Stocks traded lower on Friday as worries of a trade war between the U.S. and China grew. Wall Street also digested employment data that missed analyst expectations.
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The Dow Jones industrial average fell 170 points, with Boeing as the biggest decliner in the index. The S&P 500 declined 0.5 percent, with materials as the worst-performing sector. The Nasdaq composite dropped 0.4 percent.
“This is truly a reaction to China,” said JJ Kinahan, chief market strategist at TD Ameritrade. “What we’ve seen with this administration is a trend of a big statement, followed by everyone getting riled up, and then a pragmatic solution is found.”
“Cooler heads may prevail moving forward,” Kinahan said.
After China announced fresh tariffs on 106 U.S. products Wednesday, President Donald Trump threatened more levies on Thursday, stating that he has asked the United States Trade Representative to consider $100 billion in additional tariffs against China.
Stock futures plunged on the news, while global stock markets fell. China’s Commerce Ministry said Friday the country will not hesitate to react with a “major response to the new tariffs from the U.S.
Boeing and Caterpillar, two companies that could be adversely affected by a trade war with China, fell 1.6 percent and 1.4 percent, respectively.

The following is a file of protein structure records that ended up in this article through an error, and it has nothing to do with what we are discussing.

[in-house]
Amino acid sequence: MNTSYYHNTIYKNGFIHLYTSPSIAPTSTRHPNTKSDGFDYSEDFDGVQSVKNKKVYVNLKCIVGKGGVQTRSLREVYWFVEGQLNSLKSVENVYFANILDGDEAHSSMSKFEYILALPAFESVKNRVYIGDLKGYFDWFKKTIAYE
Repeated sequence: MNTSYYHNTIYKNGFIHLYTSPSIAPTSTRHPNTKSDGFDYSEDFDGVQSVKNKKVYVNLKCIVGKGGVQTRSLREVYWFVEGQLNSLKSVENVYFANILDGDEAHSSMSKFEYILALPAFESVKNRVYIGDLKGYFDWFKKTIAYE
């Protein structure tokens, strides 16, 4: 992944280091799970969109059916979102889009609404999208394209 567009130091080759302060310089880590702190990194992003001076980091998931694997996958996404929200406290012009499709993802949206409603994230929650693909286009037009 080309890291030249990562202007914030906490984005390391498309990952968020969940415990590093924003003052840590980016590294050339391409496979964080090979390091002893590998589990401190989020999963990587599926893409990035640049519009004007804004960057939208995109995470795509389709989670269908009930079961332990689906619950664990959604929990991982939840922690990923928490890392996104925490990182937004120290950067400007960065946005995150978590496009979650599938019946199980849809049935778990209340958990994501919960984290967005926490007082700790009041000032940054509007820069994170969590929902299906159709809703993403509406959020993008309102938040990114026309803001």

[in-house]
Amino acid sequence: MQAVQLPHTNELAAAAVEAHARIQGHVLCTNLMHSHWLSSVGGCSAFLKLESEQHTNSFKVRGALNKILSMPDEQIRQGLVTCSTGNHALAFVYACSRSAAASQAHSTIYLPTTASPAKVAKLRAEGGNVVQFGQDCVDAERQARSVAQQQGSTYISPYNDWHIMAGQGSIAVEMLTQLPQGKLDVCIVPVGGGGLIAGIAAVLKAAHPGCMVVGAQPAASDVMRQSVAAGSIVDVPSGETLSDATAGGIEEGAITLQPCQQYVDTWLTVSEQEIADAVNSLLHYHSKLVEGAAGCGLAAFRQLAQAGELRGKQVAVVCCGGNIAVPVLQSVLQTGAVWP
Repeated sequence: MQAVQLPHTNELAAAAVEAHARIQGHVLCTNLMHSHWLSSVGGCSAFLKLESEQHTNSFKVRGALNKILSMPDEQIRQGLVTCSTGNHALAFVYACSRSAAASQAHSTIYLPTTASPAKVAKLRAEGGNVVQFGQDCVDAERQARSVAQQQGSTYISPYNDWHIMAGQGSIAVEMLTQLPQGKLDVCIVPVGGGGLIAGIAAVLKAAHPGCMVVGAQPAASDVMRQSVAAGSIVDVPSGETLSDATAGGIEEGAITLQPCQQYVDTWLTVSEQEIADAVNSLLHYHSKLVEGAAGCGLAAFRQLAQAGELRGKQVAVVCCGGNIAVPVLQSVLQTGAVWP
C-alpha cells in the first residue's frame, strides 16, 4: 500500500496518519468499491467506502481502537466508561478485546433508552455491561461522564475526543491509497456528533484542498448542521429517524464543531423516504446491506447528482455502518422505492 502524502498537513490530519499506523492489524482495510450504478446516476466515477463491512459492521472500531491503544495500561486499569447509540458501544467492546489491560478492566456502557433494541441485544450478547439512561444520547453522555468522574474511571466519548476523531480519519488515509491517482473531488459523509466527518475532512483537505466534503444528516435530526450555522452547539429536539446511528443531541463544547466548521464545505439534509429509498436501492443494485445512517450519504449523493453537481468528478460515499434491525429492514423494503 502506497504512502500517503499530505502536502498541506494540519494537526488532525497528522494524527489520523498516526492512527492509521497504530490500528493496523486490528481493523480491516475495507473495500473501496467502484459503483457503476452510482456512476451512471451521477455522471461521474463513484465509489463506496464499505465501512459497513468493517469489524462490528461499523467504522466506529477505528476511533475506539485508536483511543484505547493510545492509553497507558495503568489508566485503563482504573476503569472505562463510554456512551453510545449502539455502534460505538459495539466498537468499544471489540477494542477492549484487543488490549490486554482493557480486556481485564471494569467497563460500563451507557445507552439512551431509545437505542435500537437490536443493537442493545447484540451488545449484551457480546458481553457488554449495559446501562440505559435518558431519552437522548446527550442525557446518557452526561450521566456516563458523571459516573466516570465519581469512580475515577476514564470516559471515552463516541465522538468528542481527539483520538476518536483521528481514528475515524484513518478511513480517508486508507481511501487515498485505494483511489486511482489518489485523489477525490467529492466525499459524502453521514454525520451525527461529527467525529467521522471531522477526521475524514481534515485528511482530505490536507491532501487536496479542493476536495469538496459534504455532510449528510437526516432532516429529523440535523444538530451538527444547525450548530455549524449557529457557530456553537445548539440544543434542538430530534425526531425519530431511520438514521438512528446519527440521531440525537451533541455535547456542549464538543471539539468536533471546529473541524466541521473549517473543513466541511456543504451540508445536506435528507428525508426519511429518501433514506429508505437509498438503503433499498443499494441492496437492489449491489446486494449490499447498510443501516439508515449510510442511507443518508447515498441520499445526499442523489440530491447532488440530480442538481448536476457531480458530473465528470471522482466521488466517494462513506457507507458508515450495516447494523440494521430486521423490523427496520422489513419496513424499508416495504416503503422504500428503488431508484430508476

The major indexes came off their lows as shares of large-cap tech companies pared losses. Facebook and Amazon fell 0.3 percent and 0.6 percent, respectively, after falling more than 1 percent. Netflix erased its losses, trading 0.2 percent higher at 9:42 a.m. ET.
The move lower in stocks also follows the release of much weaker-than-expected jobs data. The Labor Department reported the U.S. economy added 103,000 jobs in March. Economists polled by Reuters expected a gain of 193,000.
“I’d call this one a mixed bag. The headline number may disappoint but there’s more than meets the eye,” said Mike Loewengart, vice president of investment strategy at E-Trade, noting that wages improved and unemployment remains at historically low levels.
“For investors, today’s report may be a tough one to swallow when coupled with a trade standoff that seems to be intensifying with each passing day,” Loewengart said.
Investors pored over the data to looking for any indications as to how the U.S. is performing and what this means for the Federal Reserve when it comes to the future path of raising interest rates.